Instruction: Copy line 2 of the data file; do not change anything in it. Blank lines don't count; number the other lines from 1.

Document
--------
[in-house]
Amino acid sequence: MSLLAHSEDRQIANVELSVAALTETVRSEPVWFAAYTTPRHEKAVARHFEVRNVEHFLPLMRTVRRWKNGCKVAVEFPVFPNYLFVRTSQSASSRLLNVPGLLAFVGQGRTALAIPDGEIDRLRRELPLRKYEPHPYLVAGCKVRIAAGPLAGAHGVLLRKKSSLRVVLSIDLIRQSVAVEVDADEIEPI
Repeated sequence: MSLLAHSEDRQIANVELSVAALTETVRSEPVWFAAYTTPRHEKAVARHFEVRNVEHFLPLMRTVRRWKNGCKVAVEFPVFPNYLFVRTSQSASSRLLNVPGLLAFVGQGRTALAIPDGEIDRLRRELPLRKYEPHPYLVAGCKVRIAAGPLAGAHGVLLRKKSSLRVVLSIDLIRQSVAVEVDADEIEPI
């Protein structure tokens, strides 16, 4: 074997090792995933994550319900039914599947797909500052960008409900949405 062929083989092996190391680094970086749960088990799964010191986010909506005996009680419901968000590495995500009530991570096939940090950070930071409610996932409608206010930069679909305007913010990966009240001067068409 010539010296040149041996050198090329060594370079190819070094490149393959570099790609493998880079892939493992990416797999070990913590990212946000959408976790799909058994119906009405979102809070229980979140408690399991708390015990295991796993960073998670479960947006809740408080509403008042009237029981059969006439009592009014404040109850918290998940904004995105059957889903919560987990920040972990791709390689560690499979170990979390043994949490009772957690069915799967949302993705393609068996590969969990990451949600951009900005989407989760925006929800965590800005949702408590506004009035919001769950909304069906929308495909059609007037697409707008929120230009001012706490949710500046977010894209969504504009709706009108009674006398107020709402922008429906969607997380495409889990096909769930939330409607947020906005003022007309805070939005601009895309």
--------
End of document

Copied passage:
Amino acid sequence: MSLLAHSEDRQIANVELSVAALTETVRSEPVWFAAYTTPRHEKAVARHFEVRNVEHFLPLMRTVRRWKNGCKVAVEFPVFPNYLFVRTSQSASSRLLNVPGLLAFVGQGRTALAIPDGEIDRLRRELPLRKYEPHPYLVAGCKVRIAAGPLAGAHGVLLRKKSSLRVVLSIDLIRQSVAVEVDADEIEPI